Millennials have eschewed sending greeting cards, so the industry has gotten edgier in response—making room for different voices and different kinds of cards.
The greeting card is getting with the times.
Facing challenges with changing culture and constant competition from instant communication, the greeting card industry is developing new tactics to capture the growing millennial audience.
Since young adults are now opting for e-cards, Facebook posts, and text messages instead of physical cards, greeting card companies are using casual, direct, emoji-infused language to get current—and the Greeting Card Association (GCA) sees this trend strengthening.
Sales are still strong, as Americans buy 6.5 billion cards a year, according to GCA.
But sales may be on a downward slope. “The industry is declining, and from 2015 to 2020 we expect it to continue this downward trend,” Sarah Turk, an IBISWorld analyst, said to NPR on the card industry.
However, the news isn’t terrible: According to GCA, about 60 percent of millennials have purchased a card over the last year. They just aren’t keen on price or greeting card technology.
Additionally, GCA states on its website that “younger card buyers and those who are more technology savvy are currently the ones most engaged in buying paper greeting cards online.”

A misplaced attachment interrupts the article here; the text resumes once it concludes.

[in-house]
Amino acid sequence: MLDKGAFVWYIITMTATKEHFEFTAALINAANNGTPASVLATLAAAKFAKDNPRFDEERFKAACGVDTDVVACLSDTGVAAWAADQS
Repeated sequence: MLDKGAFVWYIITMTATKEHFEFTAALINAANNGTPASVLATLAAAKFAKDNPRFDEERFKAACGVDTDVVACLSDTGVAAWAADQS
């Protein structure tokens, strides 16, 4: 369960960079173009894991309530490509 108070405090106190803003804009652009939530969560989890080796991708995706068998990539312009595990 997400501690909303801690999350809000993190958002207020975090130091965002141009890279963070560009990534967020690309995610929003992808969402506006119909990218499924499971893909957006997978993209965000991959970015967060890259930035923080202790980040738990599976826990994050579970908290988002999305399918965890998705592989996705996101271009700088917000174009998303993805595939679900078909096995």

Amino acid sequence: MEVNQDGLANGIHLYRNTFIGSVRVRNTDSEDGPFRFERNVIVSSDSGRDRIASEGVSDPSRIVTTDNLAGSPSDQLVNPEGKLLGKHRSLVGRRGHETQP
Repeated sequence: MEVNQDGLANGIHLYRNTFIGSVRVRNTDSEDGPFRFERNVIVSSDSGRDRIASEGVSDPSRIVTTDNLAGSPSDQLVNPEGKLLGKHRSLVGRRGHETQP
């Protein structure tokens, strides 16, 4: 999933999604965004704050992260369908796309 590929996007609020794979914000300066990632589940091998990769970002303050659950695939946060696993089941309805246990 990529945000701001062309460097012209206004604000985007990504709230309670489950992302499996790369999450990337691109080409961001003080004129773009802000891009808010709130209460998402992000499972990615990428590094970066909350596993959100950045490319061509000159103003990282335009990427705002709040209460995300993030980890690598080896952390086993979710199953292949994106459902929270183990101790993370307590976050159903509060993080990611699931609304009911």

Embracing New Cultures
With the younger generation, in come changes and a wider array of cards.
“The biggest change we have seen in the last three years is the consumers’ demand for a broader range of product,” GCA President Steve Doyal said in a statement released earlier this year.
“The consumer is not a monolithic character, they are a culturally rich group—geographically segmented, age segmented and multi-culturally segmented.”
Card companies know that. They look at the millennial demographic and see the progressive, open, casual, and fun culture. Designers are trying to reflect today’s buyers in their products.
For example, there are now cards for same-sex couples and gender transitions. There are also cards that express empathy and support through snarky, crude language.
“Greeting cards reflect society, and the industry needs to speak in the voice of the consumer,” Doyal added in his statement.